This was so good. So, so good. Throughout 2021, I buddy-read all of Melissa Caruso’s books with Alu (https://tome-reader.com/), and she has firmly established herself as a new insta-buy author – and possibly my favourite author of 2021.
Thanks to Orbit for the eARC of this book. It has not affected my honest review.
About the book:
Ryxander, Warden of Gloamingard, has failed. Unsealed by her blood, the Door hidden within the black tower has opened. Now, for the first time since the age of the Graces, demons walk the world.
As tensions grow between nations, all eyes-and daggers are set on Morgrain, fallen under the Demon of Discord’s control. In an attempt to save her home from destruction, Ryx and the Rookery set out to find a powerful artifact. But powerful enemies are on the hunt and they’re closing in fast.
What did I think?
We read The Obsidian Tower first and then, while we were waiting for The Quicksilver Court, we read the entirety of the first series, starting with The Tethered Mage. I absolutely love every single one of the books, but I do think that The Quicksilver Court is my favourite of the lot. Melissa Caruso is definitely getting better with every single book as the stakes build and build (though I did miss Kathe in this book, not gonna lie).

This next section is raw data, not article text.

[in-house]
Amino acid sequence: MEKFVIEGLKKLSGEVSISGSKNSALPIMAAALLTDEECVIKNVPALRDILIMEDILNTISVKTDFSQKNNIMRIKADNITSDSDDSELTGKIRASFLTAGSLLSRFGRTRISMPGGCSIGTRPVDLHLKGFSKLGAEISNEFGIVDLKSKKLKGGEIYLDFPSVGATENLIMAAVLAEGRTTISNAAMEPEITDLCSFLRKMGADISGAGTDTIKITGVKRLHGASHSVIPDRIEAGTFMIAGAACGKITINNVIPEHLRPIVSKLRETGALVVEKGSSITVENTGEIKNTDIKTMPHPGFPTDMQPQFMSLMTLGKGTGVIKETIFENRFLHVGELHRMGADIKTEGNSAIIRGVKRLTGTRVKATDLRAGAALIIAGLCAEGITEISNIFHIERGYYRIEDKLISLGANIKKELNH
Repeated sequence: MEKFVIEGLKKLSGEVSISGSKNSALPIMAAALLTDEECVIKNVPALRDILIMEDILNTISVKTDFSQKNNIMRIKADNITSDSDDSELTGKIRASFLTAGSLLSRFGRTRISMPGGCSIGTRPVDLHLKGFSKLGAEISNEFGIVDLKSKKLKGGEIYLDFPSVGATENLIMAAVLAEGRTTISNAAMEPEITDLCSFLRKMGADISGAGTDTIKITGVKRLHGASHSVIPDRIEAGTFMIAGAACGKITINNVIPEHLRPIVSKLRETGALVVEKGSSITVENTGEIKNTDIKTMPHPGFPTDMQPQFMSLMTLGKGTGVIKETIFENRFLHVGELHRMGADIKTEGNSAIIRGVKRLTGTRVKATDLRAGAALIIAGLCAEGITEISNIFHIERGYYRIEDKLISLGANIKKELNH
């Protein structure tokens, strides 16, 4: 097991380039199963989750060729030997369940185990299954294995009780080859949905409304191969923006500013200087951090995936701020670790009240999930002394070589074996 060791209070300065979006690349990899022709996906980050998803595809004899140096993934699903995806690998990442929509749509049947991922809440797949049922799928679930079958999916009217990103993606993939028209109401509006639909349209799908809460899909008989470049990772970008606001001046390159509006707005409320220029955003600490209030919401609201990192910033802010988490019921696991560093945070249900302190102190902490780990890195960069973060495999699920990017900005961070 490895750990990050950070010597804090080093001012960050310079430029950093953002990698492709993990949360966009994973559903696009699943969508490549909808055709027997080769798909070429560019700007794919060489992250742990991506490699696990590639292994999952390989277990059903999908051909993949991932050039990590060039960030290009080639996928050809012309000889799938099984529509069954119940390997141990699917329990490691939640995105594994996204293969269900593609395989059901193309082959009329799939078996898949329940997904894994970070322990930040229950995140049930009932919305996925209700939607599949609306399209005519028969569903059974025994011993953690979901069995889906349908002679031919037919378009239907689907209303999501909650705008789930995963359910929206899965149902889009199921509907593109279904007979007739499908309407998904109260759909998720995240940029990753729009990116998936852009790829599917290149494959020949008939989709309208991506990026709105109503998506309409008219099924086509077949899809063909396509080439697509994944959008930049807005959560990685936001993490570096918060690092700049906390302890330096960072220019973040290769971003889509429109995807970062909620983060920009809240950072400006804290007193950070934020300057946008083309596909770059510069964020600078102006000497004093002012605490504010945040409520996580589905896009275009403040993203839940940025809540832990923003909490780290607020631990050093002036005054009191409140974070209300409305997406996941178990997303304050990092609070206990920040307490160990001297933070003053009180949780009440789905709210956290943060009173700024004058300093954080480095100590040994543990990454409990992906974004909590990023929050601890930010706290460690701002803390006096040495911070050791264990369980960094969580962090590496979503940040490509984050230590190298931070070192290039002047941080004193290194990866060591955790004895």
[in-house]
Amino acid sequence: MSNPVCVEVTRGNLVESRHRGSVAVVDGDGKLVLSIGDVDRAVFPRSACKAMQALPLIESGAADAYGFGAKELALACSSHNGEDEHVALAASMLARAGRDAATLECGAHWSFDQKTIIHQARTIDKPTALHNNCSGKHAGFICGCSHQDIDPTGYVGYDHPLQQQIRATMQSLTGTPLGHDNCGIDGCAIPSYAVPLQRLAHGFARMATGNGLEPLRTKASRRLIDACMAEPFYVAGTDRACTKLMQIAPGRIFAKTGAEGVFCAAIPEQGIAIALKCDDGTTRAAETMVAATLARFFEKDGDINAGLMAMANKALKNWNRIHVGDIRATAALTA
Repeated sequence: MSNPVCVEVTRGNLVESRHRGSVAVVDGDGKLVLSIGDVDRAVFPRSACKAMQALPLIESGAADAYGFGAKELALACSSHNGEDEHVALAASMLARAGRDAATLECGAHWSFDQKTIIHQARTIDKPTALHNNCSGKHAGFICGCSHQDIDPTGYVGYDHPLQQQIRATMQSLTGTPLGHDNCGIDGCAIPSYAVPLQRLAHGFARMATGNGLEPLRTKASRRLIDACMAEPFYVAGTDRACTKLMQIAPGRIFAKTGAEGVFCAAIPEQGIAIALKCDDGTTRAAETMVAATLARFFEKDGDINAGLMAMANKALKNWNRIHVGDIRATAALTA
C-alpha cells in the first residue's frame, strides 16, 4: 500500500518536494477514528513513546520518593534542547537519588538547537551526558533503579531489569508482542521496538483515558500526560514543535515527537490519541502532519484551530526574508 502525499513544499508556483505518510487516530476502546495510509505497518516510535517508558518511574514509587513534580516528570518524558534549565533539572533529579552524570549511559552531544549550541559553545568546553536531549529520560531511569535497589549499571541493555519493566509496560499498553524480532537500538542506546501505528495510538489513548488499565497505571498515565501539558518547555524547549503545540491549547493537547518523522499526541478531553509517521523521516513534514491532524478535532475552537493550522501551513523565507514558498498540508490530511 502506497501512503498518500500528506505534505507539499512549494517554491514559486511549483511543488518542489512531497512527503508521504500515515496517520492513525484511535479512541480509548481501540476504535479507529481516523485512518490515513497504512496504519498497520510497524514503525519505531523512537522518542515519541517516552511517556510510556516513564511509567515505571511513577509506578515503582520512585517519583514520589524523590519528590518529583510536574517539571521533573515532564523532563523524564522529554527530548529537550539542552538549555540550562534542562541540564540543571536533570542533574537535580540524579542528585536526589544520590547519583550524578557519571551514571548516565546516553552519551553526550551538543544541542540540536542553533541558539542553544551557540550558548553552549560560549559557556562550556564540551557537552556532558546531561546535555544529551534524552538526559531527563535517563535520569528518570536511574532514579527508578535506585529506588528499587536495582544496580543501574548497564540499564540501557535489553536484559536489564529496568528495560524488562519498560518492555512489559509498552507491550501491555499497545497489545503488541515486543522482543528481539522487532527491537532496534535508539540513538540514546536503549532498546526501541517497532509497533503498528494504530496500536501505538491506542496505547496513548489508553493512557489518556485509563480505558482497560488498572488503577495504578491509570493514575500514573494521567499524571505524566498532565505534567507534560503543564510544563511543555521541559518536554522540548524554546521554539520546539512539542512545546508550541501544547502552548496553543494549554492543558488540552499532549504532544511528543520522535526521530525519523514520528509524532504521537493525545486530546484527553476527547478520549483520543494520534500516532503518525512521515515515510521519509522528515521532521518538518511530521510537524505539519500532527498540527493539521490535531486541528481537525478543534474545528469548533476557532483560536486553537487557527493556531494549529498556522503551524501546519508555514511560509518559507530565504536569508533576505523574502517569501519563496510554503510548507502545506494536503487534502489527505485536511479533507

The Quicksilver Court builds on the political intrigue and tension in The Obsidian Tower in a spectacular way. It takes place over the course of only a few days, with all the characters trapped in one location, and I really love the intense feeling that’s created by the fast pace of this book. We get a lot of answers to the questions we had at the end of The Obsidian Tower, as well as building up to an ending that has me absolutely chomping at the bit for the third book in the Rooks and Ruin series. I can’t wait to see how this series ends, and I hope Melissa Caruso never stops writing books in this series.
We get more character development from all of the characters in the Rookery, as well as uncovering more of their backstories as they become closer to Ryx, but what I truly loved was some of the moments of tension between the members of the Rookery, some of which had me so anxious that I could feel an actual pit in my stomach as I was reading.
The two series do absolutely standalone, but honestly I recommend reading Swords and Fire and then reading Rooks and Ruin because they’re some of my favourite books I’ve ever read, and you’ll enjoy the way that Rooks and Ruin expands on the world-building a lot more if you’ve read the earlier books – but you can read them in any order, because Rooks and Ruin is set 200 years later.
Release Date: 12th October 2021